Wednesday, March 04, 2009
10) Do nothing! Don't worry, the crisis (problem, situation, incident, threat, etc.) will pass!
Ah, the old "bury your head in the sand approach!" The reality is, it is very unlikely that the crisis will simply pass. Let's be honest: over time, this strategy builds up more and more resentment, then finally, everything falls apart. You can act surprised at that point, but you will know, deep down inside, that you ignored things way too long.
It is a cumulative effect, a marriage crisis. Rarely is there one "precipitating event" that suddenly ends the marriage. Instead, it is the problem ignored that adds to all the other problems ignored, which finally creates so much frustration that the "house of cards" falls.
So, the first useless strategy, just do nothing!
9) Refuse to get any outside help. Who needs it? You can do this yourself!
When you are in the middle of a marriage crisis, it is not time to "figure it out!" One of my favorite quotes is from Albert Einstein, "the same level of thinking that created the problem will not solve the problem." In other words, when we only use the thought processes that led us into trouble, we will not find a way out of the problem.
We all get stuck in our thought patterns. Once we establish them, we don't change much. Think about it: don't all of your spousal arguments basically follow the same pattern. Doesn't your daily routine pretty much go the same? We like "sameness," and change is a bit of a threat. Even the painful sameness is better than the unknown -- at least that's what we tend to believe.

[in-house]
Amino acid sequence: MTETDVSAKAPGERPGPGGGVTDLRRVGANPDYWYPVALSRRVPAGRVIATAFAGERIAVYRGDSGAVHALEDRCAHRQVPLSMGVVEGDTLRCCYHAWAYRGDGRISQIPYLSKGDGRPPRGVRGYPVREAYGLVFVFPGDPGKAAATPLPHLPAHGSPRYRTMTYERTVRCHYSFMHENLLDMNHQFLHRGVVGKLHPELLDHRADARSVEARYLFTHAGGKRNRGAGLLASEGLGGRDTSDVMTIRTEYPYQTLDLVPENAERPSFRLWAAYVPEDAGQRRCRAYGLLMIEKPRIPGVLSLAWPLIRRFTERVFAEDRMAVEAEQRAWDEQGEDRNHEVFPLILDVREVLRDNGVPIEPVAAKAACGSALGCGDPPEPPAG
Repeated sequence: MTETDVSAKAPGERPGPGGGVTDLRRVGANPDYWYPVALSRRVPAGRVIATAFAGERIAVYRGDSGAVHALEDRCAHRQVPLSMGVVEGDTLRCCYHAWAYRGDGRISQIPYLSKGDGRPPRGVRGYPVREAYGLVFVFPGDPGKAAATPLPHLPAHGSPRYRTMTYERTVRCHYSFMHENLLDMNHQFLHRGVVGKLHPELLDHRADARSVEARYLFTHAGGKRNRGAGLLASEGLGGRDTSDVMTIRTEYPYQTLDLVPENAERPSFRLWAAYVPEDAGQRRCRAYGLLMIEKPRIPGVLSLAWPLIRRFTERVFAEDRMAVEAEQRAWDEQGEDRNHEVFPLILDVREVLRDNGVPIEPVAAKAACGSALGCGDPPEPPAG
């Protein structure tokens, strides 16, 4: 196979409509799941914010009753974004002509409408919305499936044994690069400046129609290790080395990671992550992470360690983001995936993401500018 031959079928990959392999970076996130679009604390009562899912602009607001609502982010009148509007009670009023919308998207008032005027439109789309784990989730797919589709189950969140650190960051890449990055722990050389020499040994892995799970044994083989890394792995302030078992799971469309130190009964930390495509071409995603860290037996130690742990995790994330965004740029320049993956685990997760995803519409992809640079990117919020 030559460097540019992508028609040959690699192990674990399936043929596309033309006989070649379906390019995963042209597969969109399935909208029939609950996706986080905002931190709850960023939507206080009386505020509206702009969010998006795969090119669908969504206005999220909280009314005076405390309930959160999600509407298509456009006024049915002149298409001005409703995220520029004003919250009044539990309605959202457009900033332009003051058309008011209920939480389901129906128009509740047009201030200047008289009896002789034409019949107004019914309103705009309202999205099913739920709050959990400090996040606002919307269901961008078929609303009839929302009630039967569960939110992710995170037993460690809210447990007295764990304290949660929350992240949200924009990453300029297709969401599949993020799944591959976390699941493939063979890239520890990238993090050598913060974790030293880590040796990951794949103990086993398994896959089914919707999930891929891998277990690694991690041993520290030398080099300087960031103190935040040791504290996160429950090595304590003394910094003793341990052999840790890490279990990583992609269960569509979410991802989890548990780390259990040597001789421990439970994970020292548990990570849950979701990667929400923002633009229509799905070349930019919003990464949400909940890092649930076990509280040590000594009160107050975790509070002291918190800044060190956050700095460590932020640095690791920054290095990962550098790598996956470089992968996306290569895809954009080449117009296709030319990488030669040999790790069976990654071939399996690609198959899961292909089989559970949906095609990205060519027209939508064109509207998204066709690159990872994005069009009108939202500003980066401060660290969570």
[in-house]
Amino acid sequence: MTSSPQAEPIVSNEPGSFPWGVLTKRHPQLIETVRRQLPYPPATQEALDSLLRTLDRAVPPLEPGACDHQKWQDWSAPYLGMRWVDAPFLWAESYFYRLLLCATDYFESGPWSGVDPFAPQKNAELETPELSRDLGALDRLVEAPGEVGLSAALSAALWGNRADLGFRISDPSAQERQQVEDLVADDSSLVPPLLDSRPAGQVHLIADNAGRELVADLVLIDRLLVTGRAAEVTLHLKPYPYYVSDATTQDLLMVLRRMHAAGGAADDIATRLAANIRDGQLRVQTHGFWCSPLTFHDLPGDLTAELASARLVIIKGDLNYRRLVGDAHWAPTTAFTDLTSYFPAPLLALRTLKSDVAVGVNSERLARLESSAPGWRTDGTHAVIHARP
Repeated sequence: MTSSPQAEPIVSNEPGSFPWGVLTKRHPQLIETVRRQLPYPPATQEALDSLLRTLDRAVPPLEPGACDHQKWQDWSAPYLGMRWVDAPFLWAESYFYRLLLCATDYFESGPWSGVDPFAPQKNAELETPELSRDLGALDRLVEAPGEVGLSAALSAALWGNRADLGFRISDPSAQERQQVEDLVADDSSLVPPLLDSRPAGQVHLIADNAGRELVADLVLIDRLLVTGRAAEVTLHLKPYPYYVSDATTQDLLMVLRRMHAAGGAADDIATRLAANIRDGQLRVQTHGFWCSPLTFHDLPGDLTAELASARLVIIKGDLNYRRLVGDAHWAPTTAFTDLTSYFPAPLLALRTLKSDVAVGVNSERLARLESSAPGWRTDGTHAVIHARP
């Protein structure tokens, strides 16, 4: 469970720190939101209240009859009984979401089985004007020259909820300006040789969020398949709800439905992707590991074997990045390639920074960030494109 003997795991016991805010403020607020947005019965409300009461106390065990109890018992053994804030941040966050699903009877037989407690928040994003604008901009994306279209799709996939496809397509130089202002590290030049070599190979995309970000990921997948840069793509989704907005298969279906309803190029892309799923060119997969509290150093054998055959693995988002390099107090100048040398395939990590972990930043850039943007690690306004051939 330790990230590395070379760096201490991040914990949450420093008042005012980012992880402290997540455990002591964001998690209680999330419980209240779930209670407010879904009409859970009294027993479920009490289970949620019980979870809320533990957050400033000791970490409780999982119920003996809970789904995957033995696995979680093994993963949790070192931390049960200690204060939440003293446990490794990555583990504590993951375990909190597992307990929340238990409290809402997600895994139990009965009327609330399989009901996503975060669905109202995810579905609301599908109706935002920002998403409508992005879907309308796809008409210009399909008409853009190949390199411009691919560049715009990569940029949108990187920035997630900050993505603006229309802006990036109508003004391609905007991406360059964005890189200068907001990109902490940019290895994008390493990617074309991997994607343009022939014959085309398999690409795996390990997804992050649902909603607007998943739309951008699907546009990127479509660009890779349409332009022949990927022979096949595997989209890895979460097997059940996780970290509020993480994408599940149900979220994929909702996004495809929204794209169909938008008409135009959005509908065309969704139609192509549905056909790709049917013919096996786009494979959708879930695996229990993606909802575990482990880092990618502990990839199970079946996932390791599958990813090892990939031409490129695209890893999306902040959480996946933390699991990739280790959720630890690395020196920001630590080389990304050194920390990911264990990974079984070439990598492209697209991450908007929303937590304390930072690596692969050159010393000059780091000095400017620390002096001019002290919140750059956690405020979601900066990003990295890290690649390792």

Problem is, we find ourselves stuck, and without outside help and information, nothing will change, even if you want it to.
8) Grab some "free advice!" Hey, free is good, right?
Almost always, free advice is worth about that -- nothing! When you are injured, do you seek out some "free advice" on that injury? Or when you need some legal advice, do you just get some "free advice?"
So why, when your most important relationship is on the line, would you just try to use some free advice? Look, we live in a "transaction society." We make trades and transactions to get what we don't have. And knowledge is no different. People who give away advice are rarely giving away anything worthwhile.